Hello All,

I am looking for the best (and I assume newest) approximations for the Inverse Normal and Inverse Student-t distributions. The HP-65 and HP-67 have these that come from the "Handbook of Mathematical Functions: with Formulas, Graphs, and Mathematical Tables" by Milton Abramowitz and Irene A. Stegun.

I am looking for better approximations that the ones appearing the HP 65/65 Stat Pacs.

Cheers,

Nami

Which raises the question: How many people here have a copy of Big Red?

I do. I bought it at the US Government Bookstore in downtown LA in the 80s. I used to be able to buy my Topo maps there, too.

(03-15-2019 12:48 PM)Namir Wrote: [ -> ]I am looking for better approximations that the ones appearing the HP 65/65 Stat Pacs.

I assume that virtually anything is better that the good old Hastings approximation. ;-)

As far as I can tell the de-facto standard for the inverse Normal distribution is the Wichura algorithm from 1988, published in Applied Statistics as algorithm AS241. It works over the whole IEEE double precision domain and has a relative error less than 1 E-16.

I strongly recommend reading the papers by William T. Shaw, both w.r.t. the inverse Normal as well as other distributions. There is a lot of valuable info to be found.

For my part I prefer a less complex approximation which is then refined in a second step. The HP67/97 program in the Software Library here works this way.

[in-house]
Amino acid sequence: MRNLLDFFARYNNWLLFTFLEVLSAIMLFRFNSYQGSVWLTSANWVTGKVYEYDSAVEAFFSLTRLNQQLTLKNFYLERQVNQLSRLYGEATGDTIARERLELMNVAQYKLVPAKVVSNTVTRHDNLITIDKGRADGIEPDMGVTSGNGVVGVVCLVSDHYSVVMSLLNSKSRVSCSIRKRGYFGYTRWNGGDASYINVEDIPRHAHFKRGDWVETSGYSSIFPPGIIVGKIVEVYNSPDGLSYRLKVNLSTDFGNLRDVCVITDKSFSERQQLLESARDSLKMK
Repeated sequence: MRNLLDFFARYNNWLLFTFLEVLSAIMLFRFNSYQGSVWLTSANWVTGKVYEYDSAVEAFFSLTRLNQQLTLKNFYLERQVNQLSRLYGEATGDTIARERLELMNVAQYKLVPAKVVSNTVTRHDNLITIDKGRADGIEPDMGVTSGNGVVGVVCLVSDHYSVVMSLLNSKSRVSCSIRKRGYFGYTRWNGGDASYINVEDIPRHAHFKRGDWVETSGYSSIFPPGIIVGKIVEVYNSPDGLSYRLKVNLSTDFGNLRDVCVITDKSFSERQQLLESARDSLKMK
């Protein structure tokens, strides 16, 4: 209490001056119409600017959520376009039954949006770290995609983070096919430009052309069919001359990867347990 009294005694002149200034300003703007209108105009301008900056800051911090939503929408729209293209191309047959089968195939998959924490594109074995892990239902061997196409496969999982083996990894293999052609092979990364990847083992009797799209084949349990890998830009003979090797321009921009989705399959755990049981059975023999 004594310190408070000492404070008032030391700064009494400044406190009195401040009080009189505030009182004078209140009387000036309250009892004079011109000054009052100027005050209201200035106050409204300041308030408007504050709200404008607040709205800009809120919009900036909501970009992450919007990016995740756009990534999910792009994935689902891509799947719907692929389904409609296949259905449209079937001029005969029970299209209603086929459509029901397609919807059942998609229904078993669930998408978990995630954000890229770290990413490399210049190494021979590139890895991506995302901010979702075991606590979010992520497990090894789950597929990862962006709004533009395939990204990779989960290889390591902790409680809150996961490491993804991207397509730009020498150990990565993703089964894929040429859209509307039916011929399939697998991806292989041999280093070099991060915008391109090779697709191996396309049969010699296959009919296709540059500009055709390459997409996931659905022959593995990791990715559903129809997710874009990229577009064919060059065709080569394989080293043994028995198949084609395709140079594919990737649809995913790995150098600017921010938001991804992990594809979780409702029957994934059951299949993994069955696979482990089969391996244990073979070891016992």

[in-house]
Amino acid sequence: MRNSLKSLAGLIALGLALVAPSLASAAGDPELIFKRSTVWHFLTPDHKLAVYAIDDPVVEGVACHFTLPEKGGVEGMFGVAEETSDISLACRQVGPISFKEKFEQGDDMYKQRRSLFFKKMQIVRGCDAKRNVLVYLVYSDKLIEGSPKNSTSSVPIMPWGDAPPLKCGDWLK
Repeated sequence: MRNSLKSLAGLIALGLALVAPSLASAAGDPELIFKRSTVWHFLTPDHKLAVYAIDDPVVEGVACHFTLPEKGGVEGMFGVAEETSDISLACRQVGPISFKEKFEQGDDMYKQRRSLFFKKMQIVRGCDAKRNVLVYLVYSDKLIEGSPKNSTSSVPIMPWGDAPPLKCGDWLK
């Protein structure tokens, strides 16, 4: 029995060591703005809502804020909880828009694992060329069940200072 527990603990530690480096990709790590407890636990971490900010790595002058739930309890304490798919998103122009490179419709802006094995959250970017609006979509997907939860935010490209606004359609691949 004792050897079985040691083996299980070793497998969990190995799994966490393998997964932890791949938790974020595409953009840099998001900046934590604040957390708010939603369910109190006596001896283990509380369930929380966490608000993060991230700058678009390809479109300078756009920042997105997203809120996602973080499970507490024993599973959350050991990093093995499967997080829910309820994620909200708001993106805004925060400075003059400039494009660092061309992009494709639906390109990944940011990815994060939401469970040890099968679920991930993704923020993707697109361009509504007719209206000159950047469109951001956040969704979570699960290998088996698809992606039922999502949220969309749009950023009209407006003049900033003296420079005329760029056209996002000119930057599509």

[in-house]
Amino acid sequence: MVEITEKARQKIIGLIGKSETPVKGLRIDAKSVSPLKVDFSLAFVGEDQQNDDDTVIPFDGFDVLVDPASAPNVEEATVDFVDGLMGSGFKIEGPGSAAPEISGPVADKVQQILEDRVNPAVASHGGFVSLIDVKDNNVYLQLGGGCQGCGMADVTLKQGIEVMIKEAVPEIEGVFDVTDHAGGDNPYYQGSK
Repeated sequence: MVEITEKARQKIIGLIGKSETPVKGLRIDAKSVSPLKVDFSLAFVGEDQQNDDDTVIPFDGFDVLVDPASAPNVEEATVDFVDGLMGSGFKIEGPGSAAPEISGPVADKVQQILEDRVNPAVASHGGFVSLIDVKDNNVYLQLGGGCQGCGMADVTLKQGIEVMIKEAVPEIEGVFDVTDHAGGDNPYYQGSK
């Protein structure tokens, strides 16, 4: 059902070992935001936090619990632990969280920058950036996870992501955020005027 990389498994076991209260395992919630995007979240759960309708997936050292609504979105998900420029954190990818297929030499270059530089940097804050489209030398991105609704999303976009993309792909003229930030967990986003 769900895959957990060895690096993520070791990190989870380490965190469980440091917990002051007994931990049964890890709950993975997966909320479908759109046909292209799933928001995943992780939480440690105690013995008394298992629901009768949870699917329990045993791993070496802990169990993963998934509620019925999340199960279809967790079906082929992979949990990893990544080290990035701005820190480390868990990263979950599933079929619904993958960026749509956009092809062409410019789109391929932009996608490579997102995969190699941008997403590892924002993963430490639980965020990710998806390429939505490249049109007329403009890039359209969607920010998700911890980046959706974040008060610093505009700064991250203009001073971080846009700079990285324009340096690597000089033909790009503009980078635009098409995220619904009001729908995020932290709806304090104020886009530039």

Dieter

I still have one copy left. On the other hand, it's available free on the net.

(03-15-2019 01:02 PM)Pekis Wrote: [ -> ]Perhaps this one ?

These are programs for the

HP-42S:

Code:

`00 { 32-Byte Prgm }`

01▸LBL "PHI41"

02 10

03 ÷

04 41

05 X<>Y

06 Y↑X

07 1

08 X<>Y

09 -

10 22

11 X<>Y

12 Y↑X

13 +/-

14 2

15 X<>Y

16 Y↑X

17 END

Code:

`00 { 36-Byte Prgm }`

01▸LBL "iPHI41"

02 LN

03 2

04 LN

05 ÷

06 +/-

07 LN

08 22

09 LN

10 ÷

11 1

12 X<>Y

13 -

14 LN

15 41

16 LN

17 ÷

18 10

19 ×

20 END

Examples:

1

XEQ "PHI41"

0.841442

XEQ "iPHI41"

1.000000

They are easily ported to the

HP-25:

Code:

`01: 31 : ENTER`

02: 01 : 1

03: 00 : 0

04: 71 : ÷

05: 04 : 4

06: 01 : 1

07: 21 : X<>Y

08: 14 03 : Y↑X

09: 01 : 1

10: 21 : X<>Y

11: 41 : -

12: 02 : 2

13: 02 : 2

14: 21 : X<>Y

15: 14 03 : Y↑X

16: 32 : CHS

17: 02 : 2

18: 21 : X<>Y

19: 14 03 : Y↑X

20: 13 00 : GTO 00

21: 14 07 : LN

22: 02 : 2

23: 14 07 : LN

24: 71 : ÷

25: 32 : CHS

26: 14 07 : LN

27: 02 : 2

28: 02 : 2

29: 14 07 : LN

30: 71 : ÷

31: 01 : 1

32: 21 : X<>Y

33: 41 : -

34: 14 07 : LN

35: 04 : 4

36: 01 : 1

37: 14 07 : LN

38: 71 : ÷

39: 01 : 1

40: 00 : 0

41: 61 : ×

42: 13 00 : GTO 00

Examples:
CLEAR PGRM

1

R/S

0.841442
GTO 21

R/S

1.000000
Thanks for sharing

Thomas

(03-16-2019 07:16 AM)Thomas Klemm Wrote: [ -> ] (03-15-2019 01:02 PM)Pekis Wrote: [ -> ]Perhaps this one ?

These are programs for the HP-42S:

Yes, these are very simple approximations of the Normal Integral that can be directly inverted so that you get the inverse, the Normal quantile. But the error is larger than in the old 1950s approximations Namir mentioned, and they do not work well for probabilities close to 0 or 1. So I wonder if this is what Namir had in mind when he wrote he was looking for "the best ... approximations".